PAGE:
The relative longevity of this present bull market seems to be a preoccupation in the media of late. The bull phase has been in place for 6 years (actually 73 months, assuming it kicked off 04/2009), significantly longer than the median bull market length since 1871 of 50 months. Being well past the median age, it has been a rampant speculation that we can expect the bull market demise just about any time now, and there are many keen eyes watching for any sign. Except it is has been awfully difficult to spot, having eluded all attempts at observation thusfar. So, the hunt is now on for signs of aging; the assumption being that, much like people who exhibit obvious signs of aging, an increasingly elderly bull market will exhibit tell - tale signs. One such signature involves market breadth, meaning the number of stocks that are participating in the bull rally. The logic goes that as the bull market ages, the relative number of stocks that are advancing diminishes particularly as the market reaches its peak. At a market peak it is usually large cap stocks that carrying the market as these are the companies that maintain investor confidence longest. In fact, diminishing breadth has been exactly the characteristic US markets have been exhibiting for the past year. The figure below shows the NYSE composite index ($NYA) compared with the number of stocks trading on the NYSE above their 200 day moving average ($NYA200R).
It is clear on this chart that the number of stocks trading above their 200MA has been decreasing steadily for about a year. This is in contrast to the increase in the index over the same time period. This divergence between breadth and price has been interpreted as a fingerprint of an aging market, and therefore, we must be approaching, or we are at, a market top. Similar divergences are evident for the S&P500 and the Nasdaq. Well, what I'm going to do now is pour cold water on the idea that we have a market breadth divergence despite what we can clearly see in the chart. What I am going to show is that this divergence arises solely from the relatively poor performance of as single sector of the market: I am sure you have already guessed which one - the energy sector, of course!
First let's look at how market breadth for the NYSE compares to the index price for 2015 only. This is shown below.
There is no significant evidence of a breadth divergence this year. Interestingly, there is a divergence starting to form since about May, but that is relatively minor at this point, and not the one we are interested in. We are interested in what has been happening since mid-2014 to decrease market breadth, but now we are clear that this divergence only lasted until the beginning of 2015. The decrease in breadth coincides nicely with the start of the tumble in oil prices, and what happened along with that? The stock prices of energy companies tumbled also. So my thesis is that the apparent decrease in market breadth is caused by the troubles of the energy sector. It's rather difficult to analyze the performance of the energy sector stock by stock to show this, so instead I took the sector ETF XLE as a proxy for the energy sector. Shown below is the price performance of XLE compared to the number of stocks in the NYSE above the 200 MA.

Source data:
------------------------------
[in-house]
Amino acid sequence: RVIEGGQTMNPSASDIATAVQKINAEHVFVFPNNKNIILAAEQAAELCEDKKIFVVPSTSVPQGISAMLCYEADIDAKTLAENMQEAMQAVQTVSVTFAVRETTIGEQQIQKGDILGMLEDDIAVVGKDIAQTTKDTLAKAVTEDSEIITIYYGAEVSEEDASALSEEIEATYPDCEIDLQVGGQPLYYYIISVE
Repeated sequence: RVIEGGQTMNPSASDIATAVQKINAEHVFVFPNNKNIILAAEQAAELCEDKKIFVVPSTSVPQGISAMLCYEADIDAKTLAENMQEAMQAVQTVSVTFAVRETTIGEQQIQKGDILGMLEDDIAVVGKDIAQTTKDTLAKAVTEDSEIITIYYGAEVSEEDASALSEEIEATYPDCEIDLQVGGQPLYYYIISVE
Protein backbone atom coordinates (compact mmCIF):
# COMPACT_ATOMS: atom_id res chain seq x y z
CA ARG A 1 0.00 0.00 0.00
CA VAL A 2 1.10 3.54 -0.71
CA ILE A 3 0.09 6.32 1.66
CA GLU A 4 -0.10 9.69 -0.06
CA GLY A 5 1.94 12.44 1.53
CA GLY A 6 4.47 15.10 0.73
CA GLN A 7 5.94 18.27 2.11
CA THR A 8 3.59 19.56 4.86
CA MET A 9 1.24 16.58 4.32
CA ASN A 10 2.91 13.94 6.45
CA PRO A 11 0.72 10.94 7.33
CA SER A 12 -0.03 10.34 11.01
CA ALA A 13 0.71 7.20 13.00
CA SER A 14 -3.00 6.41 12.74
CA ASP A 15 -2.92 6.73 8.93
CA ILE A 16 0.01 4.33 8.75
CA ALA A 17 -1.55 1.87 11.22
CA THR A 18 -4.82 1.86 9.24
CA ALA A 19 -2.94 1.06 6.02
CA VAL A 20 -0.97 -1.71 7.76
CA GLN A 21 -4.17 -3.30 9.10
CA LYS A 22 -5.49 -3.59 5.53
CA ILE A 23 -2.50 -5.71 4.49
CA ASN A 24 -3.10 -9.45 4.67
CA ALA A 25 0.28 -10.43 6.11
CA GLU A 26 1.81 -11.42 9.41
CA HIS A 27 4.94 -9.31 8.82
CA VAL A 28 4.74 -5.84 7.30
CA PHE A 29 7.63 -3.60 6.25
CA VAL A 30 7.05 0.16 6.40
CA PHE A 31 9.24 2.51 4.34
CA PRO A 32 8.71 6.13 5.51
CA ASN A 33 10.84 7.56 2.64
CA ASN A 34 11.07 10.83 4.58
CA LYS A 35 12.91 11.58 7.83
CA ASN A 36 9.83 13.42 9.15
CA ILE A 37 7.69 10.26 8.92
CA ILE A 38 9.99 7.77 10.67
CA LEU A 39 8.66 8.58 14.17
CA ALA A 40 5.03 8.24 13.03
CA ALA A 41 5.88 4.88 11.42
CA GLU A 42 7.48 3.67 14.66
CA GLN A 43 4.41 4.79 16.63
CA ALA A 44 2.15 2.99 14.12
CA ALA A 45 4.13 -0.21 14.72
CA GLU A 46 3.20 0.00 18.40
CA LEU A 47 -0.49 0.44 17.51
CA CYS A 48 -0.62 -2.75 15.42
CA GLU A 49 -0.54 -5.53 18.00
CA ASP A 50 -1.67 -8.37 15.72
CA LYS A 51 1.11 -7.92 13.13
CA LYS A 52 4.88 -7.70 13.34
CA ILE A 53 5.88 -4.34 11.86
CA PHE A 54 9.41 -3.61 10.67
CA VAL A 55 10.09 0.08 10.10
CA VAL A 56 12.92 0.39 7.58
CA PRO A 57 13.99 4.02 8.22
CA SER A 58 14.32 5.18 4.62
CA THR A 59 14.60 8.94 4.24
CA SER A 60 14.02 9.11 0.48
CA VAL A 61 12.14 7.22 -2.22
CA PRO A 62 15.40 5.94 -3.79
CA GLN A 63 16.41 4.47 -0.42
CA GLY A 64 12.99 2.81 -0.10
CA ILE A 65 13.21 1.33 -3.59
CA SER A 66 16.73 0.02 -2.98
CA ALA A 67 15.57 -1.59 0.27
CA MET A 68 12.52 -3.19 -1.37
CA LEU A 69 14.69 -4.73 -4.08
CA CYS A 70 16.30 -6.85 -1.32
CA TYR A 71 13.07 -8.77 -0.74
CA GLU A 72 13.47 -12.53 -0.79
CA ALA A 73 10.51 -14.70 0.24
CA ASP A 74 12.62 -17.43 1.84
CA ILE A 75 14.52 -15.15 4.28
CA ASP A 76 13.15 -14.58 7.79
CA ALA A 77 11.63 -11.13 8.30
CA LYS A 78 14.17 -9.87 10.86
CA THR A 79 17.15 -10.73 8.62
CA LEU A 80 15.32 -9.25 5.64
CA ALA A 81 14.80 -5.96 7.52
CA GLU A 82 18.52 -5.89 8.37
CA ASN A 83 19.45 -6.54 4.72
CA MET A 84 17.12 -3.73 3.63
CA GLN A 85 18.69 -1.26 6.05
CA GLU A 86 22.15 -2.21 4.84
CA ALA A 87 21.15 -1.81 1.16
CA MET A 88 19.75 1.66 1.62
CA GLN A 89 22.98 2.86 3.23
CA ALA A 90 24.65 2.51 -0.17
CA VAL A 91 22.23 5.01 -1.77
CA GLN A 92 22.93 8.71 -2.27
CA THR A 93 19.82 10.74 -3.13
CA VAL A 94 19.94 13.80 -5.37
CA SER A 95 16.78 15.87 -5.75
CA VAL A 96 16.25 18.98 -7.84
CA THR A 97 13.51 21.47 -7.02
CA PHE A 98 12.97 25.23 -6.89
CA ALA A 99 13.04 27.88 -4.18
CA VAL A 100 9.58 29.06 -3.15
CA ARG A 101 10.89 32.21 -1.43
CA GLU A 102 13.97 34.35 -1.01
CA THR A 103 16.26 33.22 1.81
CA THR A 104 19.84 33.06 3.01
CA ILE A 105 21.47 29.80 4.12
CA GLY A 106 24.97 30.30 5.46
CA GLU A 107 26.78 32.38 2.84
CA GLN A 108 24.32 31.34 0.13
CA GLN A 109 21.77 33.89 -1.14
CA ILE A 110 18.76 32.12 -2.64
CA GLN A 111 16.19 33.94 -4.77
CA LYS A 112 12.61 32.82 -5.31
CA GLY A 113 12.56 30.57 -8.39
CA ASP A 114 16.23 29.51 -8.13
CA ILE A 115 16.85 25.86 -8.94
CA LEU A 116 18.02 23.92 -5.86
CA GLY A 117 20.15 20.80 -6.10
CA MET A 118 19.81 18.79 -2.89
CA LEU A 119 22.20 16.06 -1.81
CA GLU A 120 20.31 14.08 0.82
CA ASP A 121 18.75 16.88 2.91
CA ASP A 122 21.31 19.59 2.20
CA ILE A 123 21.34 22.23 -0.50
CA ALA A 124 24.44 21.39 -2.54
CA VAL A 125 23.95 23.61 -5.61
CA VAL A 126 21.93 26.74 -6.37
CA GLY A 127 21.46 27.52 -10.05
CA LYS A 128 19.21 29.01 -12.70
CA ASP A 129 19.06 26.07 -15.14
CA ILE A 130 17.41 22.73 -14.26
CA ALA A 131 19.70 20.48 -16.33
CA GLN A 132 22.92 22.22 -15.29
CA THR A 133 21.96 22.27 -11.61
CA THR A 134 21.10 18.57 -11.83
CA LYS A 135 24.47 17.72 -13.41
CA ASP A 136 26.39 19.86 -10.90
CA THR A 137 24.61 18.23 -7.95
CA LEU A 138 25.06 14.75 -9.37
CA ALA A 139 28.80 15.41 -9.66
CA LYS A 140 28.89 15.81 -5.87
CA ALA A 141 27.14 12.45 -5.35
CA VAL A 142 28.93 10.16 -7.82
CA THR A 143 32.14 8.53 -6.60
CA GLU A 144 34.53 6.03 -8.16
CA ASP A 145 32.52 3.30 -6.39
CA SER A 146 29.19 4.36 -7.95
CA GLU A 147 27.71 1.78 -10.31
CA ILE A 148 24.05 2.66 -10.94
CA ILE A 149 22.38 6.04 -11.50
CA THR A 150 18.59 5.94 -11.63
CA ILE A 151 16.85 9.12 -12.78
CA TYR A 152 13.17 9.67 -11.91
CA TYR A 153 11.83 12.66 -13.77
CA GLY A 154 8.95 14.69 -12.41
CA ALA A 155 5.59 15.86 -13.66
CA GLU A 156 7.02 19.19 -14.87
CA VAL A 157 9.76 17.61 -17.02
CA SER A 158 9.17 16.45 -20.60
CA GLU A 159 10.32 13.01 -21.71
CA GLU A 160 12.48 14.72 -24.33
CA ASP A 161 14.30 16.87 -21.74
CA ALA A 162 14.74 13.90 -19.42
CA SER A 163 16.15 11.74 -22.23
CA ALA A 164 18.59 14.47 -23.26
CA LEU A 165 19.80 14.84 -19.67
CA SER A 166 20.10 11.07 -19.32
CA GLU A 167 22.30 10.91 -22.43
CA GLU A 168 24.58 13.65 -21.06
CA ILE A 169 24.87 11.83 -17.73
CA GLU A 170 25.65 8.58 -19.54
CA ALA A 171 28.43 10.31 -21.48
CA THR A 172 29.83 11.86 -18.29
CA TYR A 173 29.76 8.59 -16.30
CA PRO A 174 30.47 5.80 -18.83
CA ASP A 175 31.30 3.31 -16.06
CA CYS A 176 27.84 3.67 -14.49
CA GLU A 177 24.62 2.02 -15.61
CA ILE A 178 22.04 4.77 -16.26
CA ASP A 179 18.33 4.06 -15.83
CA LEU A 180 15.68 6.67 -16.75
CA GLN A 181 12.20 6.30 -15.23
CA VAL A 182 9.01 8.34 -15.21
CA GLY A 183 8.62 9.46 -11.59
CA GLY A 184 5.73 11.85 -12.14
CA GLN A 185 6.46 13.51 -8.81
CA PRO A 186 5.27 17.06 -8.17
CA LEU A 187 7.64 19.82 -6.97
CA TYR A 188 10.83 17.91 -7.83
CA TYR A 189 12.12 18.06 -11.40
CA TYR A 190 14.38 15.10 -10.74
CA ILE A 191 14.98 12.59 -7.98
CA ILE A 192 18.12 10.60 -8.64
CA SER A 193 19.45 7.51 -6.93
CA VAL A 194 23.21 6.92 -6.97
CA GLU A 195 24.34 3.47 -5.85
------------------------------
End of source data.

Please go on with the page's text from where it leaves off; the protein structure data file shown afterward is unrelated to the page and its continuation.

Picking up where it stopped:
The decrease in the NYSE breadth is coincident with the decrease in XLE, and moreover XLE has failed to recover above its 200MA ever since. A similar examination of the 8 other sector ETFs shows that price stayed above its 200MA for most it not all of the time range shown in these charts. I've included a couple of examples below, but all other sector ETFs exhibit similar characteristics.
The significant price decreases experienced by the energy sector had the effect of systematically lowering the number of NYSE stocks above their 200 MA. This lowered the whole breadth curve causing the divergence with price, but once XLE bottomed, the breadth correlation with the index returned.
The other measure of market breadth that is often used is the advance - decline line. This has not shown significant divergence with the price over the past 2 years, as shown below for the NYSE.
Removing the artifact introduced by the energy sector troubles from the 200MA data, both these measures give a consistent picture of breadth supporting the recent advance in the index. So, the breadth data doesn't provide any support for the contention that the market is now overly elderly, and by extension that we are not at a market top.